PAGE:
Should I just quit playing?
SagaciousKJB2 I know how you feel but, on Christmas of this year it will be my first year of playing guitar, and sometimes I feel the same way. All I know is about 9 songs and only 2 didn't come from guitarnoise.com. This songs I know seem boring to me, and they're times when I want to play like Eric Clapton, but I know my guitar goals are for enjoyment only, and I'm I slow learner. Being a bodybuilder, college student, working a job, and having a girlfriend, sometimes drives me insane!!!! :twisted: After I squeeze in a hour of guitar practice, I'm ready for bed.
Instead of putting the guitar down for a while, before you play next time, relax, tune the world out,and let the stress run free. This can keep your getting a burnout.Remember even if you want to play in coffee houses or just learning a couple of songs have fun. You can't learn it all at once. The months you take off from guitar can be used to get out of that hole. 8)
"Failure is the key to success" Lee Wen; Champ vs Champ
i also know what youre talking about, i ve been plaing for 2 years now and sometimes i feeel like im not making any progress at all, but a week later i amaze myself again.
i dont know about you, but with me its with ups and downs. and if you feel you should quit for a while then you do that, as long as you start again sooner or later :D
maybe something else that can help you out: http://www.guitar-pro.com
its a program that reads tabs you can find on http://www.mysongbook.com
its really small and it sounds great, ive made most progress due to this program...
Do what I want, cuz if I die, I don't...
Well, really, right now it's a matter of having something inside my head that would sound very cool. You know how when you were kids (I'm assuming, 'cause it was always like this for me) you'd make up a riff or a solo in your head. I always have something like that going inside my head, but my skill level is just not anywhere near the level it needs to be to play it.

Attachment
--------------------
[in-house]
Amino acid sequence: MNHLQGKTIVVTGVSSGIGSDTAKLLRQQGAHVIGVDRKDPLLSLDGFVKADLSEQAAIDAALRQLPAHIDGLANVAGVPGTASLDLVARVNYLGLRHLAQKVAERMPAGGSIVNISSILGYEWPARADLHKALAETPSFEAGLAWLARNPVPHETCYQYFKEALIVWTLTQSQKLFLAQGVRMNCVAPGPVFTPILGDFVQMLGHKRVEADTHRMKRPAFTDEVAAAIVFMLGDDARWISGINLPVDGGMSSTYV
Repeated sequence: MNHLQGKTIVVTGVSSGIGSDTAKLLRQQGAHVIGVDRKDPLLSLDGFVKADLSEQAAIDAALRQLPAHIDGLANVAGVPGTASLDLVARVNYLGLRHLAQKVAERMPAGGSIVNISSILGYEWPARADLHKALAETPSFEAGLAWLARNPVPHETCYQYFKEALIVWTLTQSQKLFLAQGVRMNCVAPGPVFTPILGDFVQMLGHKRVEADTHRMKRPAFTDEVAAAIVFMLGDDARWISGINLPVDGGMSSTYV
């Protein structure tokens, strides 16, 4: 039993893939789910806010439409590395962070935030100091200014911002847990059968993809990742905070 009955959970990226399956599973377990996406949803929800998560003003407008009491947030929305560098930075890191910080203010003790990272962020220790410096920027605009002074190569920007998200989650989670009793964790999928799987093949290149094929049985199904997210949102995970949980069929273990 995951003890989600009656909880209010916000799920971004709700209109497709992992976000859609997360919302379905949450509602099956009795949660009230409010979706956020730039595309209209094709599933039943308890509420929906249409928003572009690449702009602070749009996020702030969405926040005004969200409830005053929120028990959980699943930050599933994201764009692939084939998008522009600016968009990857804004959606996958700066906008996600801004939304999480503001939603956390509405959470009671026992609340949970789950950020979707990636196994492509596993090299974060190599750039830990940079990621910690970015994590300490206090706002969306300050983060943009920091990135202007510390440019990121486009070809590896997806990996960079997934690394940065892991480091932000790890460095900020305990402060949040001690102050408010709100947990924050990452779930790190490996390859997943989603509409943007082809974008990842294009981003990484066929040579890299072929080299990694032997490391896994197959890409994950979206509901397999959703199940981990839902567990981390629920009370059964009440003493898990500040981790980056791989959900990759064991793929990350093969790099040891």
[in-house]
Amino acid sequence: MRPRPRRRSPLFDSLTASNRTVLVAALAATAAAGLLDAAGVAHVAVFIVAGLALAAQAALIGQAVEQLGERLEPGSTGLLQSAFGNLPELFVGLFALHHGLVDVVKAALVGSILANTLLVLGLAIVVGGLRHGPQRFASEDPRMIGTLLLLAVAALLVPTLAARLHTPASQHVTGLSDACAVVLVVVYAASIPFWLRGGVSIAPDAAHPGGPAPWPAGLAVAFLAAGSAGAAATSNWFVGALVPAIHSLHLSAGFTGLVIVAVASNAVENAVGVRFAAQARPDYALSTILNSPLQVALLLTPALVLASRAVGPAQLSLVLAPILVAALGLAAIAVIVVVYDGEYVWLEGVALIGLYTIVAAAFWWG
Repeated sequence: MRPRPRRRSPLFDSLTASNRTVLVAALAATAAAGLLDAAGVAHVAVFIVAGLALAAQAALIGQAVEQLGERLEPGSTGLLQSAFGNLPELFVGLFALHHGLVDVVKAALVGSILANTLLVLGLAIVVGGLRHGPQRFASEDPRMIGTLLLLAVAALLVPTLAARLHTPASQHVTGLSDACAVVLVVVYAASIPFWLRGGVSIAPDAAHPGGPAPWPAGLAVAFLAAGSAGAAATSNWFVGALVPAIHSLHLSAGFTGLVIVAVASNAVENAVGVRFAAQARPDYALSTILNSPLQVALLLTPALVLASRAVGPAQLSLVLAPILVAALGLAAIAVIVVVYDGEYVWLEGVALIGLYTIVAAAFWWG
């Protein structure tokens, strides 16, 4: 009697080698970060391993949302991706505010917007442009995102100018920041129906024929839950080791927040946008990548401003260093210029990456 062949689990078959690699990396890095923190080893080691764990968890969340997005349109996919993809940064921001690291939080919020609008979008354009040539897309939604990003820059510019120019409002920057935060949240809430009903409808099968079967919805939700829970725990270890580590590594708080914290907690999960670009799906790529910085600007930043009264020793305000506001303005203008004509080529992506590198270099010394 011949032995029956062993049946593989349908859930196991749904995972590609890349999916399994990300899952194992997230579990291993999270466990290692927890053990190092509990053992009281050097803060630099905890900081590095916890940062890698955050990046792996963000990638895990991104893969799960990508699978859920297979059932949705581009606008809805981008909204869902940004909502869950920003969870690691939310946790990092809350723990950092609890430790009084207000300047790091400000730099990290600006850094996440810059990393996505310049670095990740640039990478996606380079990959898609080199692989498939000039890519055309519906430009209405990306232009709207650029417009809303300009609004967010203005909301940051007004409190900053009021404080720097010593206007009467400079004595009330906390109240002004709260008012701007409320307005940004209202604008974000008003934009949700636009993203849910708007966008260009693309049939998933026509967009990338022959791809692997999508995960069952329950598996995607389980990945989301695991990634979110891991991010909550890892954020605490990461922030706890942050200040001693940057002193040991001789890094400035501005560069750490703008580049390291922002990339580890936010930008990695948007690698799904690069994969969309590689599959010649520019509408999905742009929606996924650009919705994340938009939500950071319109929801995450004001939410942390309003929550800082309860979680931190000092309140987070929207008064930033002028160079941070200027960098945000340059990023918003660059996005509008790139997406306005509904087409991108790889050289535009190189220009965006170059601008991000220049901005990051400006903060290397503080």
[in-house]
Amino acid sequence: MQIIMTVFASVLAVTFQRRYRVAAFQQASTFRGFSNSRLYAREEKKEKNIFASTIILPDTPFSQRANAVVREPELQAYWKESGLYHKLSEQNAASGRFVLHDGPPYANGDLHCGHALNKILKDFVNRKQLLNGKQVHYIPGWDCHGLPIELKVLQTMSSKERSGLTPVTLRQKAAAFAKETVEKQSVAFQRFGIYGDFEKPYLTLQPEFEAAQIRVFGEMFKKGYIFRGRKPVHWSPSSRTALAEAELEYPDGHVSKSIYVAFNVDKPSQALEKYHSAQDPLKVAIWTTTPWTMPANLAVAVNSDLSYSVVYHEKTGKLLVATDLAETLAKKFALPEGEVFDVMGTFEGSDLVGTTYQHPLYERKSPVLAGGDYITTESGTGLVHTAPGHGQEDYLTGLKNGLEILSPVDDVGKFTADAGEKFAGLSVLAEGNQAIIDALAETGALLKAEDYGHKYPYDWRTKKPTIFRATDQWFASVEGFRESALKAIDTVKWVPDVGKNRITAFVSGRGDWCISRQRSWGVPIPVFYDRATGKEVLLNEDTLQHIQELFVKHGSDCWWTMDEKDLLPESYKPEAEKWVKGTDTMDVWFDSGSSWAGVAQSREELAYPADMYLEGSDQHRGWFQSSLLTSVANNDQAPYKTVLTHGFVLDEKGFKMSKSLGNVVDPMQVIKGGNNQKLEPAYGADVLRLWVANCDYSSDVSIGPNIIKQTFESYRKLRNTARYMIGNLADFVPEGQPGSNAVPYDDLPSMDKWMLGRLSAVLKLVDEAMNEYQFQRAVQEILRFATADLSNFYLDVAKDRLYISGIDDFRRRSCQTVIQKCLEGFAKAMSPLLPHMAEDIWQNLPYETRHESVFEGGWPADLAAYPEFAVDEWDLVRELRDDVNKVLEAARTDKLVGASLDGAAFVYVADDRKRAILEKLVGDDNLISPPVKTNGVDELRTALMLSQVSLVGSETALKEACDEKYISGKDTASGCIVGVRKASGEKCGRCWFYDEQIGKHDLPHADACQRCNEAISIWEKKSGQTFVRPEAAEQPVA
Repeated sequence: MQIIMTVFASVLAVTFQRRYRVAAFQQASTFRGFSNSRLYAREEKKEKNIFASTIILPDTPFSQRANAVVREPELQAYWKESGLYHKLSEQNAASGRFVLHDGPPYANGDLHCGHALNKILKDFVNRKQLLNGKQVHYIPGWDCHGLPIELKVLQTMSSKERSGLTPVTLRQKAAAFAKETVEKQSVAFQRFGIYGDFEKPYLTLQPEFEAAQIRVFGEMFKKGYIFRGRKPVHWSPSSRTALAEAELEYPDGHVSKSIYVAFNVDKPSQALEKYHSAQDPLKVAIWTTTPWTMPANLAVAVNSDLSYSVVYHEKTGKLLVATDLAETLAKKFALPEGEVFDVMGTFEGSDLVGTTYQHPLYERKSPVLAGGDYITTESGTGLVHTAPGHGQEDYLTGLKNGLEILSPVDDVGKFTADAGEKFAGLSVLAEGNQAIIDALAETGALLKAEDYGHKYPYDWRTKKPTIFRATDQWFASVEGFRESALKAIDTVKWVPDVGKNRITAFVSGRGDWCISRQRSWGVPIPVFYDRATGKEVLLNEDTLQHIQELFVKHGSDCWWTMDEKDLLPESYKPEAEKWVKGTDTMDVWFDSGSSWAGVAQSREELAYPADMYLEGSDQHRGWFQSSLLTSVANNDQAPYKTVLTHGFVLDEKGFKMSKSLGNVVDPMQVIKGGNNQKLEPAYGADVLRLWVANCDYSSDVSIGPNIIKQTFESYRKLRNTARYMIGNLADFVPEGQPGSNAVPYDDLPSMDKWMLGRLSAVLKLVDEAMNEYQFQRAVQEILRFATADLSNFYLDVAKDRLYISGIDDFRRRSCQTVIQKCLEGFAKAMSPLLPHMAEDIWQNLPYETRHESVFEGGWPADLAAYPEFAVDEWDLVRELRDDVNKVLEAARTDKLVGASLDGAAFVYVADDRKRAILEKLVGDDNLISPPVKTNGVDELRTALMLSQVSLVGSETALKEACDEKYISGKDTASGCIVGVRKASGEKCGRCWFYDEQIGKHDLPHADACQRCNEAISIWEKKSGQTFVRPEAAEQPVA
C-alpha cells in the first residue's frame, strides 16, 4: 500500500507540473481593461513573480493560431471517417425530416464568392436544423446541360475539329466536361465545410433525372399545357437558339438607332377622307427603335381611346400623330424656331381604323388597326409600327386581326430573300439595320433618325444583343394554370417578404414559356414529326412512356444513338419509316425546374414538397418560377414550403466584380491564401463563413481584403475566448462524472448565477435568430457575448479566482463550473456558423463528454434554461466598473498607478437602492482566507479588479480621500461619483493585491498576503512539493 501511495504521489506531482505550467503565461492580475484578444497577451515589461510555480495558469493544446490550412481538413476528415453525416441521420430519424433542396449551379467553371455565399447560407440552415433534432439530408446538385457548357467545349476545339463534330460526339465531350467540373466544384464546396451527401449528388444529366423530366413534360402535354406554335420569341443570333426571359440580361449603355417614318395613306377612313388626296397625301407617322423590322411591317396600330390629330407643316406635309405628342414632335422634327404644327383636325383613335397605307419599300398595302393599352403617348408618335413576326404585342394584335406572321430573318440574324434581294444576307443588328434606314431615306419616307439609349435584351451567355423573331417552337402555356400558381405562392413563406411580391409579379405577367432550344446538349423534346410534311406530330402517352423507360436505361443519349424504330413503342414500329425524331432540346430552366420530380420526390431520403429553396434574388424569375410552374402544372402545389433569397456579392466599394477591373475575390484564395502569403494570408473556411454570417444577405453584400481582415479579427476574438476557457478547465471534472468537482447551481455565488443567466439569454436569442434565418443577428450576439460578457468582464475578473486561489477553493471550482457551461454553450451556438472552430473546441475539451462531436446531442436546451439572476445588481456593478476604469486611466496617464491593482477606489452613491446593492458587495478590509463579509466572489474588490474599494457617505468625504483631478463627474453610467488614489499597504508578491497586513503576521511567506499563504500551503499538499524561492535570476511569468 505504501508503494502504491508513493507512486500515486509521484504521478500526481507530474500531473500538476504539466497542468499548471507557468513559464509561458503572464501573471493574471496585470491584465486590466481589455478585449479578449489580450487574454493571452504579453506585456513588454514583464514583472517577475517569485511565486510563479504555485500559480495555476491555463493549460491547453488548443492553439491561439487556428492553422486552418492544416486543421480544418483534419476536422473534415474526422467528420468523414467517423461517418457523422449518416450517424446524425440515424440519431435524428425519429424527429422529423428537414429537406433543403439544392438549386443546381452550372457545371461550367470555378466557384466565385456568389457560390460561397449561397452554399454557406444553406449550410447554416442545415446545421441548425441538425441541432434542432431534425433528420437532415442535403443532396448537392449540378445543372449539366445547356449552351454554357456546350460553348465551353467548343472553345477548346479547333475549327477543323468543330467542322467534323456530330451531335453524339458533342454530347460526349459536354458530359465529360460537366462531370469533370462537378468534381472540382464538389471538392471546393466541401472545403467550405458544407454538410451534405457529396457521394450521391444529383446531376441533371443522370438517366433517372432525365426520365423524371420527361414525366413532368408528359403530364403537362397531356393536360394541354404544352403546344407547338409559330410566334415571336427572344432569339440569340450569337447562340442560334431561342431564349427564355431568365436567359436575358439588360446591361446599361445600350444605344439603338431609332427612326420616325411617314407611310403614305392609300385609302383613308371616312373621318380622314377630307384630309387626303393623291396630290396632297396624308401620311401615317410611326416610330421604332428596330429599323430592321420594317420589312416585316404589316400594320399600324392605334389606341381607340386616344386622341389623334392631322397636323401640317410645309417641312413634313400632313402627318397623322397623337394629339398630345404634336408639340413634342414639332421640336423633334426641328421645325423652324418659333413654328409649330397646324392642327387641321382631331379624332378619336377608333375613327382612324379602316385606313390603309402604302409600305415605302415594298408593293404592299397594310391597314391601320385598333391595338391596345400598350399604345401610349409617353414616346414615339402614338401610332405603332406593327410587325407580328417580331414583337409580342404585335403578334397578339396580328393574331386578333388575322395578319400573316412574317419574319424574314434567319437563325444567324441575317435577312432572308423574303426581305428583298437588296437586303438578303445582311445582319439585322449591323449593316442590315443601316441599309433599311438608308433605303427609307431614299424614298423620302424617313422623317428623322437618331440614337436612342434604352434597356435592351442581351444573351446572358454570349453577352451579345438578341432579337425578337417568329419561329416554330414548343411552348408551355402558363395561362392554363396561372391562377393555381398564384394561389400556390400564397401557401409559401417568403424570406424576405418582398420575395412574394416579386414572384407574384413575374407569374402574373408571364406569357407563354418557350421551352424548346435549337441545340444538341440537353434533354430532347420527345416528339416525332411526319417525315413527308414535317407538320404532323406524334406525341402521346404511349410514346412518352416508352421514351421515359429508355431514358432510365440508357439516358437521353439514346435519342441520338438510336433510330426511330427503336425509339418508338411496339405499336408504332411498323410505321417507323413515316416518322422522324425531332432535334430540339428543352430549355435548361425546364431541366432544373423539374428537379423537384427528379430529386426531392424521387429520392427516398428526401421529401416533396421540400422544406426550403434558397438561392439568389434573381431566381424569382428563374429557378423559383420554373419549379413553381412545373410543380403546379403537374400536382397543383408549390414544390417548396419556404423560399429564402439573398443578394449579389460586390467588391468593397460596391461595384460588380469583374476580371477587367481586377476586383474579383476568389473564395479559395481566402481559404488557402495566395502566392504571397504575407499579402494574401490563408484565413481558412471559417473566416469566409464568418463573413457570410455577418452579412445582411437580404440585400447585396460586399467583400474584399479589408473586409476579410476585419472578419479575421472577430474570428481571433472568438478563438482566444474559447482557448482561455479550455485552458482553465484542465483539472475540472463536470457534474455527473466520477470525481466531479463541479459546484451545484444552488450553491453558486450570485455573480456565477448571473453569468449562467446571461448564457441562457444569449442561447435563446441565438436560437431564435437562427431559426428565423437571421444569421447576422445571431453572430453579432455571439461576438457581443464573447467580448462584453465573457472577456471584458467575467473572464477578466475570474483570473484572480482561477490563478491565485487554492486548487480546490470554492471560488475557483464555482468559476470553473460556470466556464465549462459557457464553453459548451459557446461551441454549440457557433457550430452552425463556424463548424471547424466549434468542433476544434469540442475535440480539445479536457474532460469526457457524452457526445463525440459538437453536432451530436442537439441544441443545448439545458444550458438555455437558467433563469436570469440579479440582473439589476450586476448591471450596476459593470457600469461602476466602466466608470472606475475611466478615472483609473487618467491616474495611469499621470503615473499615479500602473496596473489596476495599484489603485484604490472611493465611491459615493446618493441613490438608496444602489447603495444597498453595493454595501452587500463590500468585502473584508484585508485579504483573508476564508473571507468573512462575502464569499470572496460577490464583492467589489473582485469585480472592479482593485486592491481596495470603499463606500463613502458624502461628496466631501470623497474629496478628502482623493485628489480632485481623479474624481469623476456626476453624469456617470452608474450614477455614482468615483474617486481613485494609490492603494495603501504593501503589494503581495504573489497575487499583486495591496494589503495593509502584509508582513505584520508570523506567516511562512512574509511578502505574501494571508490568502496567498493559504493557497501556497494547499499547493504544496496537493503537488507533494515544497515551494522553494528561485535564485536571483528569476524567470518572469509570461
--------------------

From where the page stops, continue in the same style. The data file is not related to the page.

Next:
So, far, it really is mostly a matter of skill, as I revealed to myself yesterday. I downloaded a tabbing program of some sort, and I wrote a whole plethara of riffs and solos, and they were great sounding; really did surpass my expectations.
So, I don't know what the real problem is. I mean, in terms of my skill, I'm pretty sub-par to where I'd like to be, but some of the things I composed could fit into the skill I play at. However, for some reason, when I look at the neck of the guitar I don't know where to start.
Here's generally what happens when I try to make something up:
I start playing in a scale, and I'll just freestyle around a little bit, finding a pattern on it that will sound good. Then, out of the blue, I will hit another note and I say, "Hmm, that could sound good with something else," and it usually keeps going in that order until I have something that sounds relatively good, but that I'm continually stripping down and building upon. It's always, "It could sound a little bit cooler."
I think my other problem is that a lot of things I want to do, I don't know how. That is, in terms of sounds you can make, I don't know what techniques make those certain types of sounds.
As for what anyone else thinks of my guitar playing, I haven't really asked any guitarists. I've asked my close friend once or twice, but the answer he gave me was sort of iffy, so I didn't think he really thought too highly of it. I've jammed with my other guitarist who plays a little bit, and he seemed a bit neutral.
Sounds like you're putting alot of pressure on yourself. 10 months isn't much time. Even if we can cram all this guitar info into our brains, our fingers need some time time to learn how play all those riffs running around in our heads.
Playing with others and taking lessons especially will expose you to somebody who can show you the techniques and tricks you need to get the sounds you want. I've read somebody else's description of a pulloff dozens of times but could never really get it right until somebody actully showed me.